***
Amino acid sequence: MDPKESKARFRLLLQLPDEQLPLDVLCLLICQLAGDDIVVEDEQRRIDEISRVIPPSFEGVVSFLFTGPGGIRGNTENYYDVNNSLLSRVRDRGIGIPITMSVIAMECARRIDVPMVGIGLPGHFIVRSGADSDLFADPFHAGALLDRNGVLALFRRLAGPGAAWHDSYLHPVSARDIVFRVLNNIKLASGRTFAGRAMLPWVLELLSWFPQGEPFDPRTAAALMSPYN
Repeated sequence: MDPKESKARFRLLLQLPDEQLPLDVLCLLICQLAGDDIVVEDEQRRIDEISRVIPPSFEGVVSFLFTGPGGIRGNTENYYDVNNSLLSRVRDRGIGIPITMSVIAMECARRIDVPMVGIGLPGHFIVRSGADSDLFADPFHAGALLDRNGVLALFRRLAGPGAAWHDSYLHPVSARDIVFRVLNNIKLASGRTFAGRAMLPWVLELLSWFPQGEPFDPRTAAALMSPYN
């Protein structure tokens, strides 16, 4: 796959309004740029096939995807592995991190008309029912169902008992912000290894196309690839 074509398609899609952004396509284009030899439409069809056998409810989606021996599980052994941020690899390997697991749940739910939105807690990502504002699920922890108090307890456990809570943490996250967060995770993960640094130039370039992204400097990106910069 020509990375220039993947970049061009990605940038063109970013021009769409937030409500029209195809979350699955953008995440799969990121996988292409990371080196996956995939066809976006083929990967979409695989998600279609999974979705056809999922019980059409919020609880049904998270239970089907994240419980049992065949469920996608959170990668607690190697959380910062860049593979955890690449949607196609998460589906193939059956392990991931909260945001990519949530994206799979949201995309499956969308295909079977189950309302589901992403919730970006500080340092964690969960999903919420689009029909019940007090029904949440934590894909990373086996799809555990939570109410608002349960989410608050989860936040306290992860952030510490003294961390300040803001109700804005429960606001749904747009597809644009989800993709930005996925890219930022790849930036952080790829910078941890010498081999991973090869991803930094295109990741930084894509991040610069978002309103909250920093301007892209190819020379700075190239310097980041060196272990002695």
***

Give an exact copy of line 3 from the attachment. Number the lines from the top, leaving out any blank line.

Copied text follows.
């Protein structure tokens, strides 16, 4: 796959309004740029096939995807592995991190008309029912169902008992912000290894196309690839 074509398609899609952004396509284009030899439409069809056998409810989606021996599980052994941020690899390997697991749940739910939105807690990502504002699920922890108090307890456990809570943490996250967060995770993960640094130039370039992204400097990106910069 020509990375220039993947970049061009990605940038063109970013021009769409937030409500029209195809979350699955953008995440799969990121996988292409990371080196996956995939066809976006083929990967979409695989998600279609999974979705056809999922019980059409919020609880049904998270239970089907994240419980049992065949469920996608959170990668607690190697959380910062860049593979955890690449949607196609998460589906193939059956392990991931909260945001990519949530994206799979949201995309499956969308295909079977189950309302589901992403919730970006500080340092964690969960999903919420689009029909019940007090029904949440934590894909990373086996799809555990939570109410608002349960989410608050989860936040306290992860952030510490003294961390300040803001109700804005429960606001749904747009597809644009989800993709930005996925890219930022790849930036952080790829910078941890010498081999991973090869991803930094295109990741930084894509991040610069978002309103909250920093301007892209190819020379700075190239310097980041060196272990002695």